Live at Brudenell Social Club on Friday, 27th April 2007
The Engine Room's fourth birthday celebrations were always going to be something special. The Brudenell Social Club was absolutely heaving, filled with many a familiar face from Leeds' bands.
The first band of the evening were Mikky 'Pea' Kerrr and the Doods - he complained in a song about journalists spelling his name wrong, luckily I haven't made the same mistake. I hope that his arrogance and cockiness about the greatness of his song writing was meant to be ironic. The music fluctuated between sub-Magic Numbers tweeness, and the type of embarrassing rap that Robbie Williams often provides. Micky's over use of the word 'fucking' gave a subtlety to his comedy that is only shared by the visionary Roy 'Chubby' Brown.
Middleman were on next, sounding like a mid-point between The Streets, Madness and rave. Their set was fun; the basslines were genius, and I think you would be hard pressed to find a person who didn't find themselves moving to this music. Middleman manage to create a fusion of funk, ska, and baggy, and mix them with some great vocal hooks - there's definitely a hint of a modern day Happy Mondays. Middleman are definitely a band to look watch out for. "You say middle; we say man, middle, man, middle, man."
The return of O Fracas is something that I have been looking forward to for a while. The last time I saw them was when they were being supported by The Pigeon Detectives. They are a band re-energized; the new bass player has improved the band's live sound. O Fracas' songs are as intelligent as they are impressive. You can tell that this is a band who know how to write music. Their set was fantastic, and for me they were the highlight of the evening. The new songs definitely mark a progression in their sound, but they have managed to retain the energy that made them so interesting in the first place. All I can say is bring on the album!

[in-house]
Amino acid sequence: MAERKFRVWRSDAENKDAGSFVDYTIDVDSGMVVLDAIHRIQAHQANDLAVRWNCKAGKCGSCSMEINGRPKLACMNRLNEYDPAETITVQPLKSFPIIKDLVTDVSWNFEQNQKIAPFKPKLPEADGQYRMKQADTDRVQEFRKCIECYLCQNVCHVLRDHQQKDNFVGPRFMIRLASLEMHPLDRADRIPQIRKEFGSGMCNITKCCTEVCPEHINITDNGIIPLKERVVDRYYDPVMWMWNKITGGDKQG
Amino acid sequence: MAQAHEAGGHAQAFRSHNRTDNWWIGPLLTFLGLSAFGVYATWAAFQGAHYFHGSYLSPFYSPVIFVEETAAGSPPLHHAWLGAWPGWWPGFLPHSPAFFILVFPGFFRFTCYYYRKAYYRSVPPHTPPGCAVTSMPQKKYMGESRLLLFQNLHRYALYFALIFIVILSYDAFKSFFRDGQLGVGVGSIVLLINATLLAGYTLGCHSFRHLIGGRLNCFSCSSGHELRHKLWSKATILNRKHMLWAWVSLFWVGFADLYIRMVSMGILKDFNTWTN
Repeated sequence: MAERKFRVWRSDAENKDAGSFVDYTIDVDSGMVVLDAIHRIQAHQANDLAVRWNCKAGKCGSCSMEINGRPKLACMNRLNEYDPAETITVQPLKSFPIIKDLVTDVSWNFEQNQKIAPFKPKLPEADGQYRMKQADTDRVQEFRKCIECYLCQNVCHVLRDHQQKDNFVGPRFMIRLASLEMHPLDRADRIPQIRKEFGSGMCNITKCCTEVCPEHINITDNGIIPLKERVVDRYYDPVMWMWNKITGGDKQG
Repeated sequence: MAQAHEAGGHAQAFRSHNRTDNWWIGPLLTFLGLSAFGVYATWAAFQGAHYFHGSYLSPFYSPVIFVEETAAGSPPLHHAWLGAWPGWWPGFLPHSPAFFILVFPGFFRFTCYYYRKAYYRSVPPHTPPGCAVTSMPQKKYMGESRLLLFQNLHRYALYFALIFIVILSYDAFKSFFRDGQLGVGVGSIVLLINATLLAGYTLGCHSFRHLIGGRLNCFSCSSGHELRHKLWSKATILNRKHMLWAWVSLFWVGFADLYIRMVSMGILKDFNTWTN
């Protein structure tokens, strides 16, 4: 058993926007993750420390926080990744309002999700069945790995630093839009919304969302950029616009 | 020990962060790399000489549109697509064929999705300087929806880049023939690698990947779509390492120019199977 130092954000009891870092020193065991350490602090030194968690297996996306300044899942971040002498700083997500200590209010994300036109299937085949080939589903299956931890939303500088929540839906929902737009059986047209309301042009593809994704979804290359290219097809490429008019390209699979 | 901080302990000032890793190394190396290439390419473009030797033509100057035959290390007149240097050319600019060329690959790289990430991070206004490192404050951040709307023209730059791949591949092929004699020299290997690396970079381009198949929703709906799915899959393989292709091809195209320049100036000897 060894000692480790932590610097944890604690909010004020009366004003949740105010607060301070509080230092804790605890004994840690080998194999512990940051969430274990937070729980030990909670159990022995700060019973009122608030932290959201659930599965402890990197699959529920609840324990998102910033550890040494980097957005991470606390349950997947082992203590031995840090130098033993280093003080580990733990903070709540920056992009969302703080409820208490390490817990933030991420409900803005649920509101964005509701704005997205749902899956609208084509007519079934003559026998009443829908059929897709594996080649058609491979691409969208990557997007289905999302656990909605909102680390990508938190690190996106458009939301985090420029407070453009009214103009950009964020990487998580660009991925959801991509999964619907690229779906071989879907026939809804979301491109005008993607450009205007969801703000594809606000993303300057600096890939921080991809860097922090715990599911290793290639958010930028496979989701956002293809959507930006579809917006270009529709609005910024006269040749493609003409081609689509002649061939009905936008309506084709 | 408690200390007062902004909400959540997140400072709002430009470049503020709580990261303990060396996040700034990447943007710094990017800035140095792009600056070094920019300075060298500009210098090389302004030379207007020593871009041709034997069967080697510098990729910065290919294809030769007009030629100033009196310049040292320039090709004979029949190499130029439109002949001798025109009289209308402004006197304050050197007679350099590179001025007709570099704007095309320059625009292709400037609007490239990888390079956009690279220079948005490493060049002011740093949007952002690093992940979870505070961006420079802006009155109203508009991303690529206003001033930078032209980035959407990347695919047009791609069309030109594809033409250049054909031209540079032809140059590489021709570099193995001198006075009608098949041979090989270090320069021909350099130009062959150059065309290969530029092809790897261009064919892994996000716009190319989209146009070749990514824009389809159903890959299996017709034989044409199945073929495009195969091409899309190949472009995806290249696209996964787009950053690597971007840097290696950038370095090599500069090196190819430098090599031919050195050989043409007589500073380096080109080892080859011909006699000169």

Next came the 'Engine Room fucking hero awards'. Nine awards were given out to individuals and bands who have made the Engine Room what is today. For one award there was a 'live' satellite link-up with China (or was that Meanwood?) to speak to The Sunshine Underground - who seemed genuinely pleased to receive an award. These awards made me realise what a fantastic and unique place the Engine Room is, and that much of what is achieved is through volunteers who love music.
The final band of the evening was Napoleon IIIrd. The night was meant to act as Napoleon IIIrd's album launch, but some difficulties have lead to a delay in the album's release. This is the first time I've seen them live even though I've been listening to their stuff on MySpace for quite a while. The stage presence of the band and the sound reminded me very much of Flaming Lips' live shows. On the whole, I thought that the set was great, the band were tight, and even the reel to reel managed to stay in time. The album is scheduled for release on the 14th May and if the live show is anything to go by, it promises to be a classic.